Interesting take. I have found that happens sometimes. A bike is pretty difficult to manual/wheelie and when going off a jump it just kind of floats. Wonder why that is?

  12. #12
    cowbell
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    Quote Originally Posted by Atl-Biker View Post
    Interesting take. I have found that happens sometimes. A bike is pretty difficult to manual/wheelie and when going off a jump it just kind of floats. Wonder why that is?
    I don't ever recall this happening with a 26er, but I've had it happen quite a bit with 29ers. The issue there was chain stay length making manuals hard, but centered rider weight making it behave quite well in the air. The shocker with this is that it's so hard to get the front end up - I was thinking, smaller wheels, it should be "easy" right? But it isn't. So in that one aspect, maybe I can call "it feels like a 29er" on this bike? Remains to be seen what happens with other aspects of it's performance for me.

  13. #13
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    No insights today as it was a blustery ride to work. Other than, my efforts to be unbiased are being challenged by just how good this thing looks in my room.

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    The day after the gravel grinder I rode to the ATM (a 3 mile trip) and used the "climb" setting on the shock for the bike lane. Doesn't completely lock the suspension out, and actually I would have preferred it firmer while on the pavement in the big ring. Also, this bike sits higher off the ground than my ProFlex. It's lead to some awkward moments when trying to come to a stop.

    The next day I came down sick and I missed a beautiful day for riding last Sunday, as well as a few days of work. I finally rode through my ADA switchbacks on the way to work today in trail mode. Not sure I even miss descend mode even with curb hopping an all. The bike had that floating feeling going up the hills on the way to work the way it didn't in descend. And when I got a bit excited to finally be back on the bike and put some power down going up the hill it seemed to respond better than I thought it would. Then down through the switchbacks it wanted another gear and seemed to want to accelerate through the short straights like my other bikes (CX and XCFS). The wide bars were throwing me off still, but as I have become accustomed wth the bike I think that was the most aggressive and probably fastest I have hustled that bike thorough that stuff. The bike is noticeably stable at speed, at least on the road (down hill past the county and city Police stations while speeding, hehe).

    I buddy has lent me his old alum handlebar off of his Anthem. It is a Giant Contact 690mm with 19mm of rise. I am going to see how I like it. It can't hurt, and as everything is bolt on, it's not much of a chore to swap bars. I also think I need to go to a 90mm stem, but we'll see.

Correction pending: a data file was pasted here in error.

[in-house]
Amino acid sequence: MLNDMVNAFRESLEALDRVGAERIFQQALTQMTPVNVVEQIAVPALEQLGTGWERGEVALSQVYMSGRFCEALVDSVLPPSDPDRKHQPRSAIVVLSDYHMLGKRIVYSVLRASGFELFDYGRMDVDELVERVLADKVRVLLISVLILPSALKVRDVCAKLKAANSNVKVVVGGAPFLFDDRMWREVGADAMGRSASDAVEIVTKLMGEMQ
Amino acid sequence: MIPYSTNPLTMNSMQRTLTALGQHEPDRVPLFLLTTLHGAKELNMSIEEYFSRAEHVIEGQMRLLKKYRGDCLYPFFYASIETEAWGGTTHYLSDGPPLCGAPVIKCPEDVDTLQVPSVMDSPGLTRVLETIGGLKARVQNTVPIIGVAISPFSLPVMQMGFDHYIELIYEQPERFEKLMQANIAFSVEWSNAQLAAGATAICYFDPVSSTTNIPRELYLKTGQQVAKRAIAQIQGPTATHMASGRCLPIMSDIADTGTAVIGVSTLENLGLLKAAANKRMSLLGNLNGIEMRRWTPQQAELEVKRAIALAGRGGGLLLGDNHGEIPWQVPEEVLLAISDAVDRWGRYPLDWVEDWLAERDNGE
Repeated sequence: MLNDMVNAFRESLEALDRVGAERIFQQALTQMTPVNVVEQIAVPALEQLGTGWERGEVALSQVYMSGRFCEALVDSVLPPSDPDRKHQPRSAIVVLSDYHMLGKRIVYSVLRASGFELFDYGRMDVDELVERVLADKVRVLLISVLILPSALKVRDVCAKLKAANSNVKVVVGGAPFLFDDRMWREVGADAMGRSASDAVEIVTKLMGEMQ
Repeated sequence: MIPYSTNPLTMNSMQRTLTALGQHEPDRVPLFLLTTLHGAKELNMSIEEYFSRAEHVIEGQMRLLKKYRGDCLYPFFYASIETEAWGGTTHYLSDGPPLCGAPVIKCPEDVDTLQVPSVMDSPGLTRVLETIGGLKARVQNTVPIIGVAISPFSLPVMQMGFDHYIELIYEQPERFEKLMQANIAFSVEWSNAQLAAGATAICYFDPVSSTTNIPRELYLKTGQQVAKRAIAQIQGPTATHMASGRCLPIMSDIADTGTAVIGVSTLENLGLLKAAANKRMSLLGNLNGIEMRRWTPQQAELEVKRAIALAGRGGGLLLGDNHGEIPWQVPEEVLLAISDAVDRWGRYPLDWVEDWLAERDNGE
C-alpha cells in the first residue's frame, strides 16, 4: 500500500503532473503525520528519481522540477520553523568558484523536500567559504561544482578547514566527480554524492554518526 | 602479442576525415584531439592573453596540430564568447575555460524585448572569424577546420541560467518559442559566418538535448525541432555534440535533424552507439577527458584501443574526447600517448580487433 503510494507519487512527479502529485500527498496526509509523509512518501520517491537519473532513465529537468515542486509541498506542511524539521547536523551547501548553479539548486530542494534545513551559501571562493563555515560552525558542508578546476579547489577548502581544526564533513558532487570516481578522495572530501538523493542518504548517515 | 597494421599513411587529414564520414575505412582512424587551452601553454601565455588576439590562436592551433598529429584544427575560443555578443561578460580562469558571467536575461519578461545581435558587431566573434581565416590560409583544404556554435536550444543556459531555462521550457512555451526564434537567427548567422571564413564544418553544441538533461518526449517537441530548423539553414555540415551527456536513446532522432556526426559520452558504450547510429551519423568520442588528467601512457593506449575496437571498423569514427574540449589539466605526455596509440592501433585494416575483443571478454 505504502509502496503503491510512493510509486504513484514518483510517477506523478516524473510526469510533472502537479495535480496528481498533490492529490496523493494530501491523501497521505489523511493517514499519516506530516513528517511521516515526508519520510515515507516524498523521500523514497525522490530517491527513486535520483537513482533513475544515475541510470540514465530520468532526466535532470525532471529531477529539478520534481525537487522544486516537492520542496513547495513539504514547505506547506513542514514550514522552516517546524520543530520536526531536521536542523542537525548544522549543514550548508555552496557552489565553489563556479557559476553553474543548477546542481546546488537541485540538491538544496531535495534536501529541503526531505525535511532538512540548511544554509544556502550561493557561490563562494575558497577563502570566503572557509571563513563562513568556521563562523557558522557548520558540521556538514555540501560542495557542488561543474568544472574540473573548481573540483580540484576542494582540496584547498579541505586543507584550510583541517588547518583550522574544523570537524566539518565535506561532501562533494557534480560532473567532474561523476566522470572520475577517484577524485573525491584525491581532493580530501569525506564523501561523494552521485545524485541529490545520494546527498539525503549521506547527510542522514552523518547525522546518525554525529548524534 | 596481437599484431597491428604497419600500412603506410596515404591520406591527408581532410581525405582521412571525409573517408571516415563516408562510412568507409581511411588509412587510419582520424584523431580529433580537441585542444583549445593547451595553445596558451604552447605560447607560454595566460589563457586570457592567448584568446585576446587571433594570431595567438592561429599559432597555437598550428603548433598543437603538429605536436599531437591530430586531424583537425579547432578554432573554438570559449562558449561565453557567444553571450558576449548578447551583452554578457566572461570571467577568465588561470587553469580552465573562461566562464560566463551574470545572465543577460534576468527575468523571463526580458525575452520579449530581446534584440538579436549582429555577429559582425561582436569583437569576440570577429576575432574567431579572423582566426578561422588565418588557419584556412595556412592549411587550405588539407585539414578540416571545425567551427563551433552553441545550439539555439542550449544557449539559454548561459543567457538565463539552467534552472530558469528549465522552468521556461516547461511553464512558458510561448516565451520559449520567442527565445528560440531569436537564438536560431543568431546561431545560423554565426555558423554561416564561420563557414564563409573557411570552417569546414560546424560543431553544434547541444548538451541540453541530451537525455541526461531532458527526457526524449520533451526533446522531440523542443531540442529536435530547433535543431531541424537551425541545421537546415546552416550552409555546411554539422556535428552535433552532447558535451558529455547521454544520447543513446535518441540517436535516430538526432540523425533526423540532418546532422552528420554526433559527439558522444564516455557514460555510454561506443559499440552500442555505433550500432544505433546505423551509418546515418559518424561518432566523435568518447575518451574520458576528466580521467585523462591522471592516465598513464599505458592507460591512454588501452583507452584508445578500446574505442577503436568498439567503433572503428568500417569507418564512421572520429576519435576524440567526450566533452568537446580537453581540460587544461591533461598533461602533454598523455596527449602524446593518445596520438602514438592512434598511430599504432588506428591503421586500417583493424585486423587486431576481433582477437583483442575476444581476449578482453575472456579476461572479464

Trails have been closed a lot with all the freeze-thaw we've been getting. I am trying to make plans to ride this weekend. I won't be able to ride hard as I am still healing from being sick, but it'll be nice to get the bike on trails I know well for a change. That gravel grinder with it's DH excursion has me really excited to get it on the trail. I really want to get it out to Lock 4 and launch it off everything in sight. Oh well. That's all I have for now.

    Did I mention it looks good sitting in my room? Even my landlady comments on how nice it is. That's all for now.

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    Let me start today with a random thought. The stock RD is a clutch derailleur. I have yet to turn it on. More importantly, I have yet to feel I need to turn it on. Hopefully hitting the trail this weekend, so that may change.

    Now about handle bars. I like the narrower bar! First off, I can actually wheel the bike trough doorways again making leaving for work and coming home a fair bit easier. Second, as I built up speed on the road and made the first right hand turn, it was just so natural feeling, and not awkward or forced like before. I can say it didn't feel as confident at higher lean angles, but I think I was going faster and may actually have been leaned over further anyway. The narrower bar does feel less cool though. Chucking it hard into my ADA swichbacks I no longer would catch me knee on the end of the bar in the tight 180 turns. Overall the steering feels smoother and more natural to me. this helped in the ADA switchbacks, but I could then feel that some of the issue was the big front wheel and slack headtube angle, and having to flop it over a bit. That's right I said 68.5 was slack. What of it. The point being that half of what I was feeling was simply the bike's geo, so the 740mm bar can't take all the blame. Now the stock Kore bar has gradients on the end to help you cut the bar to 730, 720, 710, or 700mm. If it was my bike I would probably cut the bar down to 720mm and see how that felt. I still need to find a 90mm stem to borrow and see where that puts me. Everyone and their uncle likes 50mm stems right now, and if you put that short a stem on it you'll need a wider bar to slow the steering back down. But there isn't any riding that you need a 50mm stem and 760+mm bars around here. A half way descent climbing position will gain you much more dividends. Not that that stops anyone in this area form buying AM bikes, short stems, and stupid wide handlebars just to ride the a 20 second descent. [sigh]